The 9,200-square-foot addition will provide a permanent facility to display the university’s growing art collection, as well as a center for interdisciplinary research and a cultural resource for the community, according to KSU. Construction could begin as early as this summer. The project is expected to be completed in March 2013.
Over the past 40 years, the university has collected nearly 1,000 pieces in its permanent art collection, including works by painters Rembrandt Peale and Norman Rockwell.
However, a lack of appropriate space has prevented it from properly exhibiting the collection or making it available for study, said Joseph Meeks, dean of the College of Arts. He said art not on display is kept in several storage areas located around campus.
“With phase II of the Art Museum, we will be able to house the entire collection in one facility,” said Meeks. “KSU students and the greater community will be able to enjoy it and learn from it.”
The expansion is being funded by a $2 million pledge gift from KSU supporter Bernard Zuckerman, a retired carpet industry executive, according to KSU. Another $1 million comes from private donors and foundations, including $300,000 from the Robert W. Woodruff Foundation, which previously donated $1 million to build the museum in phase I in 2007.
Among the works to be included in the expansion are 100 sculptures by Zucerkman’s wife, Ruth, which are currently scattered about campus and will be brought under an all-glass wing of the new facility, named the Ruth V. Zuckerman Pavilion. Rarely seen works, such as famed American painter N.C. Wyeth’s “Jonathan and David,” will also be included.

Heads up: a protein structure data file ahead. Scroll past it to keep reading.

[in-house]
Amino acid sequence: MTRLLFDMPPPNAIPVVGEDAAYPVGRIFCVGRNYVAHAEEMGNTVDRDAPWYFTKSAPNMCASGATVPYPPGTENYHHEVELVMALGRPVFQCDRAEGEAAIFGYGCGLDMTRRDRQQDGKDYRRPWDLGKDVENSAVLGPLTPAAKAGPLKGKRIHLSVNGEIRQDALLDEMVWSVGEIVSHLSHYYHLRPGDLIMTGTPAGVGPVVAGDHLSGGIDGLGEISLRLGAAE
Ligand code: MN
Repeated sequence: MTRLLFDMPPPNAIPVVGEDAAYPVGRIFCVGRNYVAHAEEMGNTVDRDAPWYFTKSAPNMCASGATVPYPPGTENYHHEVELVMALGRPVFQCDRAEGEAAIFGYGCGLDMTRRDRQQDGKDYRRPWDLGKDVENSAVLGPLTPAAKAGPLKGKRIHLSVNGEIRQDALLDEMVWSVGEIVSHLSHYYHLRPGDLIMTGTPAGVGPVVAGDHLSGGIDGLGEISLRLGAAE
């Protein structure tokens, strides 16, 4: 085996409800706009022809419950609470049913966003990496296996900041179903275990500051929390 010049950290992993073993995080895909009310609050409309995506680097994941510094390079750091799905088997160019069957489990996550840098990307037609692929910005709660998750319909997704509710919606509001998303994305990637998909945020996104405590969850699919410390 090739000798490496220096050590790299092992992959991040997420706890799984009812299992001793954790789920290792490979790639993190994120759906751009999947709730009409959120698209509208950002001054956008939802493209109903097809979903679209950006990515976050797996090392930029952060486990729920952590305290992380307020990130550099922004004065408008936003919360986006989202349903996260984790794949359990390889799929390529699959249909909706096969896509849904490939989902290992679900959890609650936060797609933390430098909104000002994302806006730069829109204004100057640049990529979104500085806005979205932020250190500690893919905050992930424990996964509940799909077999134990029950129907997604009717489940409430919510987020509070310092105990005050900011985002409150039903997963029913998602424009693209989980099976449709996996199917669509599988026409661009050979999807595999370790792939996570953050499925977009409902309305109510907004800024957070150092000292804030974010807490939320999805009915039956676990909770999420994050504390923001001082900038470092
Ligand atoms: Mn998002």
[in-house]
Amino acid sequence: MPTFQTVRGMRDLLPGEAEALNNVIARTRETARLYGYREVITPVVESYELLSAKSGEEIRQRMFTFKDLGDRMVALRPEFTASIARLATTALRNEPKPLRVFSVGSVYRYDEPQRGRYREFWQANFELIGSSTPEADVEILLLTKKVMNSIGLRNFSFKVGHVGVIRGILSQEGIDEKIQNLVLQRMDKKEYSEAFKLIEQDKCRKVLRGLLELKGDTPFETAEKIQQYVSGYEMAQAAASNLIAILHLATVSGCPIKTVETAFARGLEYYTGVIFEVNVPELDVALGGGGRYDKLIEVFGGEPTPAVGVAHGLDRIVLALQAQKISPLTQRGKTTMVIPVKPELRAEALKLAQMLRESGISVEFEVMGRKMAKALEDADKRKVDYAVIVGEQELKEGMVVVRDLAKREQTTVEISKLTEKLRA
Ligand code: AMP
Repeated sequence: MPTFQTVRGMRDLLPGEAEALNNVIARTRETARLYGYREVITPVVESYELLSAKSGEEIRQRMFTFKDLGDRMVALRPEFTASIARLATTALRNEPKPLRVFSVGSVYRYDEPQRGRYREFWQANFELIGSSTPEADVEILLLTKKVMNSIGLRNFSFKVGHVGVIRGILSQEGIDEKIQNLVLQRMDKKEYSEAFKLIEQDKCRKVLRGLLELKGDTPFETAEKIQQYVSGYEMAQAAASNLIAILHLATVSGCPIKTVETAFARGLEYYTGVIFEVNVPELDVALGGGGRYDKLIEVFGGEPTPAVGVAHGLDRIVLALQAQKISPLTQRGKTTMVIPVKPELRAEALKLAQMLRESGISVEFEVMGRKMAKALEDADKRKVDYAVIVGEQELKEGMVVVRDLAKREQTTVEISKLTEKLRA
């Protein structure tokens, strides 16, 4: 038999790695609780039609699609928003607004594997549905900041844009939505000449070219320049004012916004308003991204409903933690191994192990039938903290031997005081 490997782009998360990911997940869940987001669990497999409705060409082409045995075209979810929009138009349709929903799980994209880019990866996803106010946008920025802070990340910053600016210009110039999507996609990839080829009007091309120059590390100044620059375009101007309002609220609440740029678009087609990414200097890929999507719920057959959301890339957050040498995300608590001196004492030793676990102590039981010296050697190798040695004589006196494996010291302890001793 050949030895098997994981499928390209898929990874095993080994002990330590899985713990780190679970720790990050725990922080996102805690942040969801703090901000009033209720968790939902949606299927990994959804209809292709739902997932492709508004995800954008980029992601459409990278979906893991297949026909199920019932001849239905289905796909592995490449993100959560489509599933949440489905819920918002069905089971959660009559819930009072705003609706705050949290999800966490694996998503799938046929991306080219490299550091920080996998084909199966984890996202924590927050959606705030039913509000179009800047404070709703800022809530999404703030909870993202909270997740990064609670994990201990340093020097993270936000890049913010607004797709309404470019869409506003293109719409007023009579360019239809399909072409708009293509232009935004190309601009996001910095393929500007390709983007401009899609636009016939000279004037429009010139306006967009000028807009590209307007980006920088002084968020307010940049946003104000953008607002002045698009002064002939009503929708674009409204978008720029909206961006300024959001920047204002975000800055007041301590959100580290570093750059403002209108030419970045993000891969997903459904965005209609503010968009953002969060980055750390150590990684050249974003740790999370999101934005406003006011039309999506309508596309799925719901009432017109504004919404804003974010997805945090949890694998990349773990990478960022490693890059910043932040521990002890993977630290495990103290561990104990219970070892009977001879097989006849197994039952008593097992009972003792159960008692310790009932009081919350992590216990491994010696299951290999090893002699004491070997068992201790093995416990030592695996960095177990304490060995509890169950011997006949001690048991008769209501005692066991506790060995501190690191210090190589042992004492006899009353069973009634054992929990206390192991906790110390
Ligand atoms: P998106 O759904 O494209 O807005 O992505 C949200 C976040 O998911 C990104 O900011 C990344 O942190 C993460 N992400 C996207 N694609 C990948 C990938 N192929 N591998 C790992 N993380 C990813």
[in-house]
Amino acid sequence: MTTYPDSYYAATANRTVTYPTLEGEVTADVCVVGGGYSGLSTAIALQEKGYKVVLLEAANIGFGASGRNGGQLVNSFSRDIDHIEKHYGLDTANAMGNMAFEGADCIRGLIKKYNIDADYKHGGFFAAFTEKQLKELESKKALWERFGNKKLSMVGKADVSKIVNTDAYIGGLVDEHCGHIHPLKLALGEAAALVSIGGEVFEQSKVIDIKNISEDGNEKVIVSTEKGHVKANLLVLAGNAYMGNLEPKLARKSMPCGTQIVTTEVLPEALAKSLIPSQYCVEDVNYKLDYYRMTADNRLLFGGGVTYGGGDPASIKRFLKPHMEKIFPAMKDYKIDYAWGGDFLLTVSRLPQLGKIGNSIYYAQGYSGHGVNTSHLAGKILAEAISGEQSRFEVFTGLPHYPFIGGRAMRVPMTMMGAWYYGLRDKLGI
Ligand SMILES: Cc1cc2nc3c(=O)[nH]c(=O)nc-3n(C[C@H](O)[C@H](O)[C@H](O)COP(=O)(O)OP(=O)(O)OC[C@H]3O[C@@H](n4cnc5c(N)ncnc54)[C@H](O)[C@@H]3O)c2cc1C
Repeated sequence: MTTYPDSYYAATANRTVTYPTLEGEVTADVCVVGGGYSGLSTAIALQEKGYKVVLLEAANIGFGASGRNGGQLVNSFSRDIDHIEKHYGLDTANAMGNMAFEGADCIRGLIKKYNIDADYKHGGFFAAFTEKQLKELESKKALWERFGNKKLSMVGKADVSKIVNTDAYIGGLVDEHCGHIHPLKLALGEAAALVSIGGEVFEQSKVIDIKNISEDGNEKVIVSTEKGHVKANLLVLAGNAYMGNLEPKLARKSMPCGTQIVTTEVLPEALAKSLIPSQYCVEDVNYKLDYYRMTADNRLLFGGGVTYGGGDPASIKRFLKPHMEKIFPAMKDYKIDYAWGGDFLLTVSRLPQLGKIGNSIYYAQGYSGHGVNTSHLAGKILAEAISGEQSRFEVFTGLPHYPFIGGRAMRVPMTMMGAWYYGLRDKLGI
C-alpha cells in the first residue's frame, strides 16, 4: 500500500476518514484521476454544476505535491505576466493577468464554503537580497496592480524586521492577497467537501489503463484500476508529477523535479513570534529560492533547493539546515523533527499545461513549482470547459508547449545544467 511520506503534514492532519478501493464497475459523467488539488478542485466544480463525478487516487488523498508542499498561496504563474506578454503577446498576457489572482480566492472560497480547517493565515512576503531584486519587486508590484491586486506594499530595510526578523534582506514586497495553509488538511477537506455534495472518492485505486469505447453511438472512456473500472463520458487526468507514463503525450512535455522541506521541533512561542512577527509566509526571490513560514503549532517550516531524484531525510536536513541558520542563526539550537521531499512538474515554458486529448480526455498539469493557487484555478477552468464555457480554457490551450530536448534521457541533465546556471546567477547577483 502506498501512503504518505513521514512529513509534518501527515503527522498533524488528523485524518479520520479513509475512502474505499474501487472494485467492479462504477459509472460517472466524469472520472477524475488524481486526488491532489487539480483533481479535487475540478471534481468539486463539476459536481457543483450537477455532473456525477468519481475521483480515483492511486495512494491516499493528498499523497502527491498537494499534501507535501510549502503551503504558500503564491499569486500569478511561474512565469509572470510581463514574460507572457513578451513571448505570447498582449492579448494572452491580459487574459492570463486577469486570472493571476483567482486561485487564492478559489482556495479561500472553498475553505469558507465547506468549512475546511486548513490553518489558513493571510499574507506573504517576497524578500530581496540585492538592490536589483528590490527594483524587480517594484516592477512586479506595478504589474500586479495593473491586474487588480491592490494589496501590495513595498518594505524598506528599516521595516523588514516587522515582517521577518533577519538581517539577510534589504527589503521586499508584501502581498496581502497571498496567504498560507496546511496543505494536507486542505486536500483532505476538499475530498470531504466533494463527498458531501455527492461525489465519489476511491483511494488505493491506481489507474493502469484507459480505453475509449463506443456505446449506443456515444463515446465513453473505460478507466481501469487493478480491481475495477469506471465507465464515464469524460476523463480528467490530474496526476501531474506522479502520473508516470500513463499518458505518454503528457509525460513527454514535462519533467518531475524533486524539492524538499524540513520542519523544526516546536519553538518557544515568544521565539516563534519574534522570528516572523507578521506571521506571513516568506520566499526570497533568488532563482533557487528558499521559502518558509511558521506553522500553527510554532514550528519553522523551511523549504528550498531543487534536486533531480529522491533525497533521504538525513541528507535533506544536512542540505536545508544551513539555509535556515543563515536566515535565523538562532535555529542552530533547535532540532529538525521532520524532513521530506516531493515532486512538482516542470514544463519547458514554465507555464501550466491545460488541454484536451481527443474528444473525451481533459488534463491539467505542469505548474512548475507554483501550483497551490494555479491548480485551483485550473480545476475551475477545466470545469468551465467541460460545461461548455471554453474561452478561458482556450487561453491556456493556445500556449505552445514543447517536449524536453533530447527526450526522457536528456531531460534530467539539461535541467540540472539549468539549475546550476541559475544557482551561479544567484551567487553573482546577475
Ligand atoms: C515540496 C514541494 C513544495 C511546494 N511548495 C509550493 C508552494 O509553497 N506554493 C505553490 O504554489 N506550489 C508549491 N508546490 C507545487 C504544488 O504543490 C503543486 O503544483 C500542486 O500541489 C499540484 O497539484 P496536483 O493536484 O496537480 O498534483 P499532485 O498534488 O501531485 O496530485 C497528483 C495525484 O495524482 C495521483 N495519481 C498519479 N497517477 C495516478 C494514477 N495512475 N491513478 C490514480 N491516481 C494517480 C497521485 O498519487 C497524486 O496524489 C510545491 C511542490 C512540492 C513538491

Teresa Bramlette Reeves, art museum director, said the university produces about 12 rotating exhibitions of primarily contemporary art each year in three art galleries.
“We’ve been completely involved working with the architects in designing the space,” said Reeves. “We talked about what we need in terms of gallery space. We have helped them design really all aspects of it, including details of lighting and wall heights.”
Because the new museum addition includes a research center, students and community members who are interested in a variety of disciplines will have access to study the art collection and the artists represented in it, said Meeks. Also, the art galleries will be available for KSU students, schoolchildren, social clubs, church groups and others to visit.
Meeks stated that the university envisions the completed Art Museum as becoming the hub of the Arts District on campus, physically connecting the art galleries on campus.
In the most recent month, about 1,700 people visited the art galleries, according to the university.
In 1972, the KSU Permanent Collection of Art began with a gift of five prints from local collectors Fred Bentley Sr. and J. Allan Sellars. All of the art in the collection has since been donated. In total, 30 donors have added to the collection over the years, including Don Russell Clayton, who gifted the Athos Menaboni collection in 2007.
The existing Art Museum, located in the Bailey Performance Center, measures about 3,500-square-feet and includes the Don Russell Clayton Gallery and Anna Henriquez Artium.
Meeks said the Art Museum’s staff was recently moved to the KSU Department of Museums, Archives and Rare Books, providing additional staff support. But the creation of one new staff position, a museum manager, is planned, he said.
The KSU Art Museum & Galleries are open free to the public from 11 a.m. to 3 p.m. Monday through Thursday and 7 to 9 p.m. Wednesday and Thursday.